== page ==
Hyderabad is the fifth-largest city in Pakistan and the second-largest in Sindh, boasting a unique identity in electoral politics. The city’s populace, largely comprising the middle and working class, is currently immersed in the electoral fervor following the announcement of manifestos by candidates and parties, with women actively engaging in the process.
As per the latest data from the Election Commission, Hyderabad has 551,167 registered women voters, constituting 45.78% of the total.
While there has been a prevalent notion that women here vote based on their husbands’ political leanings, the rising influence of social media and increased access to mobile and the internet among women challenges this perception.
The upcoming 2024 elections reveal that women in Hyderabad harbor distinct preferences, intending to cast their votes based on individual considerations.
Empowering Health Facilities through Votes
Nabila, a pseudonymous nurse, eagerly anticipates the 2024 General Election as she plans to cast her vote based on her preferences for the first time.
Despite her family’s historical allegiance to another political party, Nabila is determined to support the candidate prioritizing the enhancement of public health in their manifesto.
Women’s Historical Role in Political Movements
Contrary to the notion that women lack interest or understanding in politics, history attests to the pivotal role of women in past movements. From the Pakistan Movement to protests against the Hudood Ordinance in 1981 and various women’s associations, women’s participation has been instrumental.
The success of these movements, including the historic 1983 Lahore protest against the Shahadat Act, is credited to the active involvement of women.
Voting for Mobility and Freedom
Nimra, a third-year student at Jamia, expresses her intent to vote for a candidate committed to improving public transport in Hyderabad, especially emphasizing women’s mobility. The city faces a shortage of public transport options, with limited buses and Suzuki vehicles operating in specific areas and routes.
Votes for Subsidies in Online Business
Ayesha reveals her electoral preference for the party that pledges to offer special loans, subsidies, and opportunities for home-based online women entrepreneurs.
Given the surge in online shopping and the growth of home-based businesses, Ayesha seeks a party that recognizes and supports the financial independence and talents of women engaged in online ventures.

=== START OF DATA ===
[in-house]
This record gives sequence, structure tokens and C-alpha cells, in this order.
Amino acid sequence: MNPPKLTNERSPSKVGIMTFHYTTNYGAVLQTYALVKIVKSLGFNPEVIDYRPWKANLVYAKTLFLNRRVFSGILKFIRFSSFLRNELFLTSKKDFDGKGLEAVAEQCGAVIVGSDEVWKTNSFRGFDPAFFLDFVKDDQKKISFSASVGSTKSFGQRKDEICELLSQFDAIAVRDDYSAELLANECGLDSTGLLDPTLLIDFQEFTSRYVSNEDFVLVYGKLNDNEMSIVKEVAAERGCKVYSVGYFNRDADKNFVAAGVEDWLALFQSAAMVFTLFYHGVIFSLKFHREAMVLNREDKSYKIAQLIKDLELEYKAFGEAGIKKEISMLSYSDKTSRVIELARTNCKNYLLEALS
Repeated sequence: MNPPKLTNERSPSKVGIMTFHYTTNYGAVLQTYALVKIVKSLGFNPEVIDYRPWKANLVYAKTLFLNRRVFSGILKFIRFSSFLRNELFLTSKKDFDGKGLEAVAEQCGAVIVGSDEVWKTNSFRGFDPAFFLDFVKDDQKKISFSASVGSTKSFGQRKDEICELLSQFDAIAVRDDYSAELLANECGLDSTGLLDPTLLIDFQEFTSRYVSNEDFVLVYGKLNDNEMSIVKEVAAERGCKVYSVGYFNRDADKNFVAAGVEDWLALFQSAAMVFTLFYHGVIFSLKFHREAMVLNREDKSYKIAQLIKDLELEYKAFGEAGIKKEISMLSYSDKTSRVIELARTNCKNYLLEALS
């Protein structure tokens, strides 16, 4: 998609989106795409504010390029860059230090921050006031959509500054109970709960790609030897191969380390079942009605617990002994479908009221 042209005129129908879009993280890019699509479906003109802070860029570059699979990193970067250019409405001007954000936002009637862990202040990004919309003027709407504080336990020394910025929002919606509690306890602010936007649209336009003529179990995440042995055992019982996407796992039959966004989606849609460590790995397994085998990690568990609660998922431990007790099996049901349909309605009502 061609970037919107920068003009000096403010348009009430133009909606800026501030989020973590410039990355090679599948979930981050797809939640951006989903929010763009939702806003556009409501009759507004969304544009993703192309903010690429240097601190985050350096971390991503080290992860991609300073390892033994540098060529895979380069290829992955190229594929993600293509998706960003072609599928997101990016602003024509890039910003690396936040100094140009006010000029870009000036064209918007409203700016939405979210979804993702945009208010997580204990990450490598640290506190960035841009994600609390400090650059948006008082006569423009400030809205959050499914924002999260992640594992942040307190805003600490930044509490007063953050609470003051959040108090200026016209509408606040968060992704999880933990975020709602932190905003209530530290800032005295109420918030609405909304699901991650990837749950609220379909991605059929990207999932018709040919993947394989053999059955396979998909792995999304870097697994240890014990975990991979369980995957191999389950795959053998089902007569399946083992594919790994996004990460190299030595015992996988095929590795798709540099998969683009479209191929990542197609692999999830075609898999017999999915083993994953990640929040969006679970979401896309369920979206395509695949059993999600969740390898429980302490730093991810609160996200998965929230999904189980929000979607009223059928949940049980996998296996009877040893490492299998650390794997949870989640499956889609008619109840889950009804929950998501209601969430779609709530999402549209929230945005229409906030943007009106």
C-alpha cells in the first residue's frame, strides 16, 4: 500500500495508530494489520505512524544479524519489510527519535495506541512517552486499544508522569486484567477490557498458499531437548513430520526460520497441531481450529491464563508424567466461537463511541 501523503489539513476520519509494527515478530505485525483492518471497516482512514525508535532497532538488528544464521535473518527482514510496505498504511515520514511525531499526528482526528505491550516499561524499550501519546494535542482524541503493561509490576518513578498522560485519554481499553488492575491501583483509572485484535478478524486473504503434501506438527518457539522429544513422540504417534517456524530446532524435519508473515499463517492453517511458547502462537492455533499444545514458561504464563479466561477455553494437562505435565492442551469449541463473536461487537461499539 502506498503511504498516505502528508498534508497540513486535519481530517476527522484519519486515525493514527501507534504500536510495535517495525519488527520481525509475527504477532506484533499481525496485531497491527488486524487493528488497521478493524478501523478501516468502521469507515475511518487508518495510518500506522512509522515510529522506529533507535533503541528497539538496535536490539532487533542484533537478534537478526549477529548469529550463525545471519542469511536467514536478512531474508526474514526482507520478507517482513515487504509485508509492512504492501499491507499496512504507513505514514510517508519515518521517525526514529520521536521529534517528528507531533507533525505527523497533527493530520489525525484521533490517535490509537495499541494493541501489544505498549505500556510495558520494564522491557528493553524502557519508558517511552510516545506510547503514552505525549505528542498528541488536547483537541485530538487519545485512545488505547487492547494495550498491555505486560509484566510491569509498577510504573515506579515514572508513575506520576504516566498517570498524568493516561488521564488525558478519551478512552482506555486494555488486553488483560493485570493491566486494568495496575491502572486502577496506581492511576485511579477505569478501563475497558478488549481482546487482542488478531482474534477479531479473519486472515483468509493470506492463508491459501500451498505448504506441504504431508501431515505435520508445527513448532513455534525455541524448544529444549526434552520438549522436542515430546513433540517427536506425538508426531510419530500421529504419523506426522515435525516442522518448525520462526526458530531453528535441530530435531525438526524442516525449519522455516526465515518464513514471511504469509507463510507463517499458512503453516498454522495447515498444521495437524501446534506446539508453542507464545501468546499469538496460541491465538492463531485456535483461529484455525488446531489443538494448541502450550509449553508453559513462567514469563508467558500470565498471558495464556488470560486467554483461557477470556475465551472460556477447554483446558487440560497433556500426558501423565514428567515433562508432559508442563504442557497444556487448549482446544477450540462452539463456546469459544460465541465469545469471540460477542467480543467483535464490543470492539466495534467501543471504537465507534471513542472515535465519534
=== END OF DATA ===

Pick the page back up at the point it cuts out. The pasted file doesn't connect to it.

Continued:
Advocating Indigenous and Tribal Women’s Representation in Government
Social activist Samreen Khan Ghori, founder of a community-based organization, asserts her intention to vote for a party that ensures the inclusion of local and tribal women in the decision-making process.
Amidst political upheaval, Samreen emphasizes the need to consider women not merely as numerical voters but to provide them opportunities based on their population ratio, fostering inclusive legislation.
Empowering the Future through Votes for Education
Mehwish, a dedicated government school teacher, emphasizes that her vote will be dedicated to education. She intends to support a party genuinely committed to improving the government education system rather than one merely making claims without substantial action.
Mehwish acknowledges the prevalent promises in political party manifestos regarding education but expresses a sense of disillusionment with the apparent disparity between these promises and on-ground realities.
Advocating for Daily Wage Earners’ Welfare through Votes
Zainab, a daily wager in a cottage factory, is inclined to vote for a candidate who prioritizes the welfare of daily wage earners. She highlights the challenges faced by this demographic due to escalating inflation, affecting their ability to provide necessities for their families. Zainab emphasizes the pressing need for candidates who understand and address the struggles of daily wage earners.
As the women of Hyderabad demonstrate determination, the adage “The personal is political” comes to life. These women perceive voting as a potent solution to their myriad challenges and are actively participating in the electoral process on February 8.
The outcome will reveal whether candidates and parties can meet the expectations of these women, potentially shaping a future map of Hyderabad marked by development and prosperity in subsequent general elections.